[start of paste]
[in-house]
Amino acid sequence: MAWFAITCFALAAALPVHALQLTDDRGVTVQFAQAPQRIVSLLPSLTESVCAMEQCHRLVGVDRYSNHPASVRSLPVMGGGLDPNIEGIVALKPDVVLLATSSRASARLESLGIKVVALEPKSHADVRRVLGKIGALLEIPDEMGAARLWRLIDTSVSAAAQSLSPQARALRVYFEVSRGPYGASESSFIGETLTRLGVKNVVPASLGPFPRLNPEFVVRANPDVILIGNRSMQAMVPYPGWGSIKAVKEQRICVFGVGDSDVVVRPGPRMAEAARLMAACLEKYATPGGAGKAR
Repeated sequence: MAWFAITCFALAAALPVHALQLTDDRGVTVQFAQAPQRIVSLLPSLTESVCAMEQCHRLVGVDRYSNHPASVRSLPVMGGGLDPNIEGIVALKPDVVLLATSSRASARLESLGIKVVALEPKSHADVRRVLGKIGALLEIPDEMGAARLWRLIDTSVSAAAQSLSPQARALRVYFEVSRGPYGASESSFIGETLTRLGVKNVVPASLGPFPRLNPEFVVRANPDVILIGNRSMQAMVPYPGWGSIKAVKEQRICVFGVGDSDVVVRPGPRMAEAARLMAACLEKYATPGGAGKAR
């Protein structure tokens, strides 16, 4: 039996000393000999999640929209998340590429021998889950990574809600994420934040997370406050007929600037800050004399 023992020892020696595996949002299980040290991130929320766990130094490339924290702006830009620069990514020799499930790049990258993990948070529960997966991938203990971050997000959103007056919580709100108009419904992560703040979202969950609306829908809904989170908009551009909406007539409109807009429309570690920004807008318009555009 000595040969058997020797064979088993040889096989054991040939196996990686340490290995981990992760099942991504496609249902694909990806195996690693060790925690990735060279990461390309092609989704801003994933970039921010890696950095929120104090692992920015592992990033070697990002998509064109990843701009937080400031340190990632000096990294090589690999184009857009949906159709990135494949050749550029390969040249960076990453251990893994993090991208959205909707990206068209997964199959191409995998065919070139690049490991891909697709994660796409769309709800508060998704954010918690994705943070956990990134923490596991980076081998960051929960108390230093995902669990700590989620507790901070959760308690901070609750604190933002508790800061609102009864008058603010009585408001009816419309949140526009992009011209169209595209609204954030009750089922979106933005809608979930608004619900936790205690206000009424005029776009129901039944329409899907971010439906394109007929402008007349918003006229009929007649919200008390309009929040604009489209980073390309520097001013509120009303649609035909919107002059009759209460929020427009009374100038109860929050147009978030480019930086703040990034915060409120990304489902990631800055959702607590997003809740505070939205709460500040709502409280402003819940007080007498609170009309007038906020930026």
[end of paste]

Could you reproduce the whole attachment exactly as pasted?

[in-house]
Amino acid sequence: MAWFAITCFALAAALPVHALQLTDDRGVTVQFAQAPQRIVSLLPSLTESVCAMEQCHRLVGVDRYSNHPASVRSLPVMGGGLDPNIEGIVALKPDVVLLATSSRASARLESLGIKVVALEPKSHADVRRVLGKIGALLEIPDEMGAARLWRLIDTSVSAAAQSLSPQARALRVYFEVSRGPYGASESSFIGETLTRLGVKNVVPASLGPFPRLNPEFVVRANPDVILIGNRSMQAMVPYPGWGSIKAVKEQRICVFGVGDSDVVVRPGPRMAEAARLMAACLEKYATPGGAGKAR
Repeated sequence: MAWFAITCFALAAALPVHALQLTDDRGVTVQFAQAPQRIVSLLPSLTESVCAMEQCHRLVGVDRYSNHPASVRSLPVMGGGLDPNIEGIVALKPDVVLLATSSRASARLESLGIKVVALEPKSHADVRRVLGKIGALLEIPDEMGAARLWRLIDTSVSAAAQSLSPQARALRVYFEVSRGPYGASESSFIGETLTRLGVKNVVPASLGPFPRLNPEFVVRANPDVILIGNRSMQAMVPYPGWGSIKAVKEQRICVFGVGDSDVVVRPGPRMAEAARLMAACLEKYATPGGAGKAR
């Protein structure tokens, strides 16, 4: 039996000393000999999640929209998340590429021998889950990574809600994420934040997370406050007929600037800050004399 023992020892020696595996949002299980040290991130929320766990130094490339924290702006830009620069990514020799499930790049990258993990948070529960997966991938203990971050997000959103007056919580709100108009419904992560703040979202969950609306829908809904989170908009551009909406007539409109807009429309570690920004807008318009555009 000595040969058997020797064979088993040889096989054991040939196996990686340490290995981990992760099942991504496609249902694909990806195996690693060790925690990735060279990461390309092609989704801003994933970039921010890696950095929120104090692992920015592992990033070697990002998509064109990843701009937080400031340190990632000096990294090589690999184009857009949906159709990135494949050749550029390969040249960076990453251990893994993090991208959205909707990206068209997964199959191409995998065919070139690049490991891909697709994660796409769309709800508060998704954010918690994705943070956990990134923490596991980076081998960051929960108390230093995902669990700590989620507790901070959760308690901070609750604190933002508790800061609102009864008058603010009585408001009816419309949140526009992009011209169209595209609204954030009750089922979106933005809608979930608004619900936790205690206000009424005029776009129901039944329409899907971010439906394109007929402008007349918003006229009929007649919200008390309009929040604009489209980073390309520097001013509120009303649609035909919107002059009759209460929020427009009374100038109860929050147009978030480019930086703040990034915060409120990304489902990631800055959702607590997003809740505070939205709460500040709502409280402003819940007080007498609170009309007038906020930026």